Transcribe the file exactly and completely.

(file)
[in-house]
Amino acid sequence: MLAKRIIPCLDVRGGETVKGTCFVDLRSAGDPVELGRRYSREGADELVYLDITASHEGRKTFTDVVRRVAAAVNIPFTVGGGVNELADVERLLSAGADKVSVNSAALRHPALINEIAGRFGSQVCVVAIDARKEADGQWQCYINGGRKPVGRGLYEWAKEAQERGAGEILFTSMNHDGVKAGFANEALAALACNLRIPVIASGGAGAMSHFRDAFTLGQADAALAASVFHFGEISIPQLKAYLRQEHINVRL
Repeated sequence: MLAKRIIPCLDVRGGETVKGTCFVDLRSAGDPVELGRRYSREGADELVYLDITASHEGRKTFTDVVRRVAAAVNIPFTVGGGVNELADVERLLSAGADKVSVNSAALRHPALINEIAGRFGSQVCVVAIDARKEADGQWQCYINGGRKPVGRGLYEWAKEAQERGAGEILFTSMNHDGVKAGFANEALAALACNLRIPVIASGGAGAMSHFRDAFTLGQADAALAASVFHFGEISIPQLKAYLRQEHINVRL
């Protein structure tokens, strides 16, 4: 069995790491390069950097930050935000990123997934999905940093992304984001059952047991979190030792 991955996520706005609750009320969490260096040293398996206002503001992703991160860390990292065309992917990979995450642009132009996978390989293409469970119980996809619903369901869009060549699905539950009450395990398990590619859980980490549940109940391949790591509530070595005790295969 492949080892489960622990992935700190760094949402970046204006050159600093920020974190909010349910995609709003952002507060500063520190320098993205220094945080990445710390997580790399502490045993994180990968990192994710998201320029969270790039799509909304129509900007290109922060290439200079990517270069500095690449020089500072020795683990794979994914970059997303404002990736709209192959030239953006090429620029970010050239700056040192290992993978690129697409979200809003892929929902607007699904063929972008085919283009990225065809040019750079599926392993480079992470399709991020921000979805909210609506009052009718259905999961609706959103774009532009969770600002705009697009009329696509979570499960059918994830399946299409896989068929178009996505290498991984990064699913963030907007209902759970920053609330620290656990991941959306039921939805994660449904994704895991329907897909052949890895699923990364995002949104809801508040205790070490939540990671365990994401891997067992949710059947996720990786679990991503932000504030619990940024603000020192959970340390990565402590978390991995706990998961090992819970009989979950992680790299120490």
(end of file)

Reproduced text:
[in-house]
Amino acid sequence: MLAKRIIPCLDVRGGETVKGTCFVDLRSAGDPVELGRRYSREGADELVYLDITASHEGRKTFTDVVRRVAAAVNIPFTVGGGVNELADVERLLSAGADKVSVNSAALRHPALINEIAGRFGSQVCVVAIDARKEADGQWQCYINGGRKPVGRGLYEWAKEAQERGAGEILFTSMNHDGVKAGFANEALAALACNLRIPVIASGGAGAMSHFRDAFTLGQADAALAASVFHFGEISIPQLKAYLRQEHINVRL
Repeated sequence: MLAKRIIPCLDVRGGETVKGTCFVDLRSAGDPVELGRRYSREGADELVYLDITASHEGRKTFTDVVRRVAAAVNIPFTVGGGVNELADVERLLSAGADKVSVNSAALRHPALINEIAGRFGSQVCVVAIDARKEADGQWQCYINGGRKPVGRGLYEWAKEAQERGAGEILFTSMNHDGVKAGFANEALAALACNLRIPVIASGGAGAMSHFRDAFTLGQADAALAASVFHFGEISIPQLKAYLRQEHINVRL
């Protein structure tokens, strides 16, 4: 069995790491390069950097930050935000990123997934999905940093992304984001059952047991979190030792 991955996520706005609750009320969490260096040293398996206002503001992703991160860390990292065309992917990979995450642009132009996978390989293409469970119980996809619903369901869009060549699905539950009450395990398990590619859980980490549940109940391949790591509530070595005790295969 492949080892489960622990992935700190760094949402970046204006050159600093920020974190909010349910995609709003952002507060500063520190320098993205220094945080990445710390997580790399502490045993994180990968990192994710998201320029969270790039799509909304129509900007290109922060290439200079990517270069500095690449020089500072020795683990794979994914970059997303404002990736709209192959030239953006090429620029970010050239700056040192290992993978690129697409979200809003892929929902607007699904063929972008085919283009990225065809040019750079599926392993480079992470399709991020921000979805909210609506009052009718259905999961609706959103774009532009969770600002705009697009009329696509979570499960059918994830399946299409896989068929178009996505290498991984990064699913963030907007209902759970920053609330620290656990991941959306039921939805994660449904994704895991329907897909052949890895699923990364995002949104809801508040205790070490939540990671365990994401891997067992949710059947996720990786679990991503932000504030619990940024603000020192959970340390990565402590978390991995706990998961090992819970009989979950992680790299120490």